The VFX team from dock10 has recreated an entire period village and planted it in the English countryside to add production value to an aerial shot of a steam train speeding across the landscape. "The plan was to do the foreground as CG and the background as a matte painting," explains Alex Dubus, VFX Supervisor at dock10. "This was mostly due to the parallax that was happening in the shot itself. Because we were flying over the village, that had to be done in CG, but we could get away with just matte paintings in the back. One of the first challenges was recreating the terrain so we could put our CG on there so it really integrated seamlessly with the shot. First, we had to recreate the geometry and then we had to re-project a texture, derived from the shot itself, onto that geometry."
"Another challenging aspect of this shot, was the variety and number of assets," says Hayley Leonard, Senior CG Artist at dock10. "On top of being set in a particular period, each asset needed to be unique to make the shot look believable. One particular technique that we used was photogrammetry. This allowed us to take our own images of houses and project them onto 3D geometry. For this technique to work, it helps if the photos are taken on an overcast day with as little dramatic lighting as possible. It was also vital to create detailed roofs, and for this we used Mudbox. This allowed me to sculpt in extra detail on the roof and also paint in a more detailed texture."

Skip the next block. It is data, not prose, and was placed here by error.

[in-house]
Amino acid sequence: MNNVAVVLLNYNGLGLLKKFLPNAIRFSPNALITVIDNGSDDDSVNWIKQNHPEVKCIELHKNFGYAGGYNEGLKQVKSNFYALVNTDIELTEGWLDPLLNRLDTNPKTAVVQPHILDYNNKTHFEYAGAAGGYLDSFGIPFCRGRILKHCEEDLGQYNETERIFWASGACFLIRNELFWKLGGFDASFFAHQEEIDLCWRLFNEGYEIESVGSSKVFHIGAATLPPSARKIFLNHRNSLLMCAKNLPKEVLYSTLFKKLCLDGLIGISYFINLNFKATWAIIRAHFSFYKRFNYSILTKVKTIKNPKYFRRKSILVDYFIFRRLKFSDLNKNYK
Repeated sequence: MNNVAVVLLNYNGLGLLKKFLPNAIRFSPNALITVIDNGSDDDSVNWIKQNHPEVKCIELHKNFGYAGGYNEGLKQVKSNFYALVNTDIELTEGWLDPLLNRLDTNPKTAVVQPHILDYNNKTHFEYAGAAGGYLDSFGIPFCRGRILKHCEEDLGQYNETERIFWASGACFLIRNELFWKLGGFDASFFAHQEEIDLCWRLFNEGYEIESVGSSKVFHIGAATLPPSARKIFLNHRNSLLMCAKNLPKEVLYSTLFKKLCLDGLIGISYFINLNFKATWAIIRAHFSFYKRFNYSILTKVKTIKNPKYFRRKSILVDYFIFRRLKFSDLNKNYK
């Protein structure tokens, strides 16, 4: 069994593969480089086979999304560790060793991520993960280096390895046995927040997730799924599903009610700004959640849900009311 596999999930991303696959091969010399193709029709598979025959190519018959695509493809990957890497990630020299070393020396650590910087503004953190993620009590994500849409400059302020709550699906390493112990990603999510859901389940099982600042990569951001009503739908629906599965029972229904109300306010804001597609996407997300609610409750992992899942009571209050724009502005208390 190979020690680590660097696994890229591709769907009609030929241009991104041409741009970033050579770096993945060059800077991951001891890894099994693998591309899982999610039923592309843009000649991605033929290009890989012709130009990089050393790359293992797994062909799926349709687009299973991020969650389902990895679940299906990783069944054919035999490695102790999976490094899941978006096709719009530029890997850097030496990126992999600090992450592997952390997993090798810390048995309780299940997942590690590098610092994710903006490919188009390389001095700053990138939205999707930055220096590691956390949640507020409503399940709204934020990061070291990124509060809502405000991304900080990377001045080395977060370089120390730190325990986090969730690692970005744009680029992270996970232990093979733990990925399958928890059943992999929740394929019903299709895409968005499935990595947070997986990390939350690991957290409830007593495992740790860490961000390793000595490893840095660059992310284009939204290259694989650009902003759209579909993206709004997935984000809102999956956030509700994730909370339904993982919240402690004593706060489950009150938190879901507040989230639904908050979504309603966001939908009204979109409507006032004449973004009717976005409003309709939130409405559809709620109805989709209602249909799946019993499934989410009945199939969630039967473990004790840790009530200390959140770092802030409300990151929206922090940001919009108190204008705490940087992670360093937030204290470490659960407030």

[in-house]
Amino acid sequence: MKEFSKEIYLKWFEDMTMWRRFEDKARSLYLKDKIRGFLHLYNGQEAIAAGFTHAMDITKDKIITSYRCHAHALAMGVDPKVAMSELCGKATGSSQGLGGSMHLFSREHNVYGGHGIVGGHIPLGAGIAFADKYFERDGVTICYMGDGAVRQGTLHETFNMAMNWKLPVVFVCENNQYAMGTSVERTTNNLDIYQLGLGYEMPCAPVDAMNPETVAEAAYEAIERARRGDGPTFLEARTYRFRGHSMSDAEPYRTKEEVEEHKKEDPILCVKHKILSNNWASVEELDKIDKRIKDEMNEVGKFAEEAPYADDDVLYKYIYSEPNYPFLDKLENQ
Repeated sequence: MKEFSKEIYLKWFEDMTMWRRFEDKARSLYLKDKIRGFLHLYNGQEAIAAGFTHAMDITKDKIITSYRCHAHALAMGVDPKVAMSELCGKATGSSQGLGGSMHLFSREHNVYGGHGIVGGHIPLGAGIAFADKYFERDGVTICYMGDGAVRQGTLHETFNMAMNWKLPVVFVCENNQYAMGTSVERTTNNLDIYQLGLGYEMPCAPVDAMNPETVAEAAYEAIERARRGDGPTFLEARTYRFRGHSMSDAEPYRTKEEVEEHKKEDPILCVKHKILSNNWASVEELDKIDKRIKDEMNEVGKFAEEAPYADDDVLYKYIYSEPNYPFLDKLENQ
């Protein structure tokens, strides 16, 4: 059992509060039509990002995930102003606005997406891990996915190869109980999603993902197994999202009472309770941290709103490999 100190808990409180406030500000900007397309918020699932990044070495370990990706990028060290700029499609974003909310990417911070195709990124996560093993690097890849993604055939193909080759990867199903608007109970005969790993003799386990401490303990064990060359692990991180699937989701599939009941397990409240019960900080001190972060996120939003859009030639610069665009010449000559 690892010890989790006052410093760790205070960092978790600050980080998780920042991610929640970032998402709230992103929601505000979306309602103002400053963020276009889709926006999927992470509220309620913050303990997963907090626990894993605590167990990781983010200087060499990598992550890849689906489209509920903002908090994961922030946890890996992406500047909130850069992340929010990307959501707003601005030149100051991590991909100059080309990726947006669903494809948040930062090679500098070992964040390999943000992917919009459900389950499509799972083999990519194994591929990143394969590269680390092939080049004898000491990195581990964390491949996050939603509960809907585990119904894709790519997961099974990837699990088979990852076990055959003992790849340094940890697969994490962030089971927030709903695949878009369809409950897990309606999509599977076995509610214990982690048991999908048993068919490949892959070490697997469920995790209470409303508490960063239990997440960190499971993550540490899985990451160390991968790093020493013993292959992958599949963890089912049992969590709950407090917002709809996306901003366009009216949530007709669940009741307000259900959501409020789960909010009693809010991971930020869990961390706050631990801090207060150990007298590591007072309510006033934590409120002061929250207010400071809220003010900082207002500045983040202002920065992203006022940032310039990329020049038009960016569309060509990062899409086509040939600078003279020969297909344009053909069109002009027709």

With such a wide variety of unique houses, shops and outbuildings, "there wasn't too much we could do in terms of optimisation of the scene," adds Alex Dubus. "The only thing we ended up proxying was the vegetation!" With regards to the lighting, it was a fairly straightforward set up. "We just had an HDRI and a sun," says Alex, "the tricky bit was getting the right balance between the shadows from the CG that were projected onto the plates, and the baked in ones from the shot itself."
The composting was supervised by Andy Hunwick, Lead Compositor at dock10, who describes the process: "The comp was composed of both of both CG elements and a few natural elements as well, such as smoke, and these were able to be positioned correctly in space because we also had the 3D camera." When it came to the background, Andy felt that less would be more. "In many ways, matte painting can be more of an inexact science," he says. "There can be quite a danger of overworking a matte paint, so it's really important to leave a random, almost unplanned element in there otherwise the viewer can feel that too much work has been done on a shot and that detracts from its believability."
The result was brilliantly understated. With each unique asset painstakingly researched, recreated and embedded into the landscape, the village looks like it truly belongs in the shot and has been part of the scenery for centuries-exactly what the client wanted.